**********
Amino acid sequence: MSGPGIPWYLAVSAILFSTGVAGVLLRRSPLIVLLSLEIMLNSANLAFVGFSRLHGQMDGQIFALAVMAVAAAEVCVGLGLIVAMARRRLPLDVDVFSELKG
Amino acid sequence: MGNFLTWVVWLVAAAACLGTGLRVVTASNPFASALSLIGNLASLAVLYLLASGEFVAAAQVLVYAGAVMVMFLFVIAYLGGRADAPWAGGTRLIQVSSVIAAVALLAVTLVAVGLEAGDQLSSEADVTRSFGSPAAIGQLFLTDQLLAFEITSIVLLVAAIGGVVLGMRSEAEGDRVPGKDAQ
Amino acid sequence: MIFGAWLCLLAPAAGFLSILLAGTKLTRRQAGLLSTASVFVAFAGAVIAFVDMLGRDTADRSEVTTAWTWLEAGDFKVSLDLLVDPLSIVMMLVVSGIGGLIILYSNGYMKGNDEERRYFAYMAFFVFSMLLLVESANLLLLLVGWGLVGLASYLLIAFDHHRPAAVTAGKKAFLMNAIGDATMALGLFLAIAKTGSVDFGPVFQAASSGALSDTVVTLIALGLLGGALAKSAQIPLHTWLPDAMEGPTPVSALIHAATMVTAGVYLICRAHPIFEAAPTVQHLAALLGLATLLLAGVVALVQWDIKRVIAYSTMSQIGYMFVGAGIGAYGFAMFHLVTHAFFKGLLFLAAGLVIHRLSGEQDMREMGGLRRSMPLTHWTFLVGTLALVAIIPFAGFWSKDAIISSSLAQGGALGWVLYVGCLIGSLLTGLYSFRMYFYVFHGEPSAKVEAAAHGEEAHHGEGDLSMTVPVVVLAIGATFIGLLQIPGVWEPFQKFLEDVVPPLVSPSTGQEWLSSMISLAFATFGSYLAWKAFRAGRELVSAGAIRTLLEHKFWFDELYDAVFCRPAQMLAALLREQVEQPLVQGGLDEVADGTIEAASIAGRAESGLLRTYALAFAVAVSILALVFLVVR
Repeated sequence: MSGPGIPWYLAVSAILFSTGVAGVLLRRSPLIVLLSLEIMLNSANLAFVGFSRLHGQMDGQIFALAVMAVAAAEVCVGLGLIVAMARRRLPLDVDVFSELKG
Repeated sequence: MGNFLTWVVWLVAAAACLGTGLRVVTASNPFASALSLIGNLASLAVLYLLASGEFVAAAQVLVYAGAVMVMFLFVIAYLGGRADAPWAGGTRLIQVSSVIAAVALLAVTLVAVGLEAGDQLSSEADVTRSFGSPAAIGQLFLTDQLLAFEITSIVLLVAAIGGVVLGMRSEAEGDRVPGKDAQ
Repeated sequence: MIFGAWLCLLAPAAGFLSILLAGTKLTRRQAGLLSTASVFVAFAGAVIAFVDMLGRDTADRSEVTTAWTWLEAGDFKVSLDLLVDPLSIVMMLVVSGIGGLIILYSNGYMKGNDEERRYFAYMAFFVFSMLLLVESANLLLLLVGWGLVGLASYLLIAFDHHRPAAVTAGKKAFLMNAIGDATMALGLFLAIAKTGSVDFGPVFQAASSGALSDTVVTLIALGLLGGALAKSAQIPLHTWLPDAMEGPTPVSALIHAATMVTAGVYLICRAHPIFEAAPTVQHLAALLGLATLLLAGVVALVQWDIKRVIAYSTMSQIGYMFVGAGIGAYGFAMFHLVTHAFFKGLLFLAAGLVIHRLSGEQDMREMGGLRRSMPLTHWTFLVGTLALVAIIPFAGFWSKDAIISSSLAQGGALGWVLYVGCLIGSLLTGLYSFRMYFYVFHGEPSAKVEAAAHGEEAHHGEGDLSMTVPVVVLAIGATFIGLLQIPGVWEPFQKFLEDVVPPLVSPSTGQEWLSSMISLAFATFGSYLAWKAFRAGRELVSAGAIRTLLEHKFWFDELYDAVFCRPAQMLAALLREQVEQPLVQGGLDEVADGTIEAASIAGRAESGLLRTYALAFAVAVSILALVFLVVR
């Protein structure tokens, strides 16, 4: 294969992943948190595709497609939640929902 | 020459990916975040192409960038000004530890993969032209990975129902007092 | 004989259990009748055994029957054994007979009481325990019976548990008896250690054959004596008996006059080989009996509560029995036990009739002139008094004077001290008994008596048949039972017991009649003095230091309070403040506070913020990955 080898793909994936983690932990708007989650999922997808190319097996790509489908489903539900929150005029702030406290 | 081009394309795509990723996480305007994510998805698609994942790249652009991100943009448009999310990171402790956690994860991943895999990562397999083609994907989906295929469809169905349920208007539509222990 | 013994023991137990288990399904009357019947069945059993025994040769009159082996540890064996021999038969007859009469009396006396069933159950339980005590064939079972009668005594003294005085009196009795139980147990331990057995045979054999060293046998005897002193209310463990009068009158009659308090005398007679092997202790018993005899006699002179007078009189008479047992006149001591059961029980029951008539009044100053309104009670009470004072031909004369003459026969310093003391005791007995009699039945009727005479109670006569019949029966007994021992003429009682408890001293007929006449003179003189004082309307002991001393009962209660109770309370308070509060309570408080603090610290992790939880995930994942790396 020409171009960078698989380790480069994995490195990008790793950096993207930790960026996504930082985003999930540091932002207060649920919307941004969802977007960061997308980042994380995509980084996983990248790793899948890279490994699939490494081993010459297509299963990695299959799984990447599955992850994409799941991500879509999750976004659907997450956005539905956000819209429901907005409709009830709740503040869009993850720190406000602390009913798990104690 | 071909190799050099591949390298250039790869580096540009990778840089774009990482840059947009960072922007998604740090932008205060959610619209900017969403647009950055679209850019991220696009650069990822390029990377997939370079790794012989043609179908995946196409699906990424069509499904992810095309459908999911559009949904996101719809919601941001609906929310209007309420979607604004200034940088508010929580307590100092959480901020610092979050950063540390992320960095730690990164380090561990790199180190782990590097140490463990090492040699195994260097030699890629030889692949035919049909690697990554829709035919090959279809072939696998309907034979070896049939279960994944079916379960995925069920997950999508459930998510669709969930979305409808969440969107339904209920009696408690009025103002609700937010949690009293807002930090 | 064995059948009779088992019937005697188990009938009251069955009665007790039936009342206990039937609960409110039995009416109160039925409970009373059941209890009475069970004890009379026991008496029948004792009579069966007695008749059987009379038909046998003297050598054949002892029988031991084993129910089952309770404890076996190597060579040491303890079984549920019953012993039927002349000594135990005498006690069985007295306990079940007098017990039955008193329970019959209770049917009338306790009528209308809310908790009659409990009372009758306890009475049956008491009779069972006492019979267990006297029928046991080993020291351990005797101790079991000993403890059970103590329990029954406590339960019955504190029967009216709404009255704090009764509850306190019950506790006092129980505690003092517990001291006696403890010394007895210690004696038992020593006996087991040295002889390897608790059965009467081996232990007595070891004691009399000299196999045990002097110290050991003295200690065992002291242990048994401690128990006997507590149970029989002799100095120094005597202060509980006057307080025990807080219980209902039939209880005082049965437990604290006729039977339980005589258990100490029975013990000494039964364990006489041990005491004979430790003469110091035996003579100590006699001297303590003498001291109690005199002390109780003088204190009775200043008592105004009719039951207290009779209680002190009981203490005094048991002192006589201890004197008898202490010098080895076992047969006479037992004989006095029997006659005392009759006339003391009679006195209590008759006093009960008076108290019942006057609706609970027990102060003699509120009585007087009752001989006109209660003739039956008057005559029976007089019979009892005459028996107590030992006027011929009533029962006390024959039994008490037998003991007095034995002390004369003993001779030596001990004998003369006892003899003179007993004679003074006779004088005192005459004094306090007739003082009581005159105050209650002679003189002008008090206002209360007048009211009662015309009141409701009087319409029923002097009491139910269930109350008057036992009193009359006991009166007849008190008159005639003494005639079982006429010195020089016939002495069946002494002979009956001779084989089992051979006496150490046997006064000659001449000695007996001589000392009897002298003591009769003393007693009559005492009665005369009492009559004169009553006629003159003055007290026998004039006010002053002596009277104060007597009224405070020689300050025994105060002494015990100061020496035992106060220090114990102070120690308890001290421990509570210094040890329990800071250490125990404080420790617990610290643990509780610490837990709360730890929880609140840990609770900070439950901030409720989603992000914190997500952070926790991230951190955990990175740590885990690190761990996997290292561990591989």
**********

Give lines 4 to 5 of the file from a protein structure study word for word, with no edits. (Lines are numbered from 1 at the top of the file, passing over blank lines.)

Repeated sequence: MSGPGIPWYLAVSAILFSTGVAGVLLRRSPLIVLLSLEIMLNSANLAFVGFSRLHGQMDGQIFALAVMAVAAAEVCVGLGLIVAMARRRLPLDVDVFSELKG
Repeated sequence: MGNFLTWVVWLVAAAACLGTGLRVVTASNPFASALSLIGNLASLAVLYLLASGEFVAAAQVLVYAGAVMVMFLFVIAYLGGRADAPWAGGTRLIQVSSVIAAVALLAVTLVAVGLEAGDQLSSEADVTRSFGSPAAIGQLFLTDQLLAFEITSIVLLVAAIGGVVLGMRSEAEGDRVPGKDAQ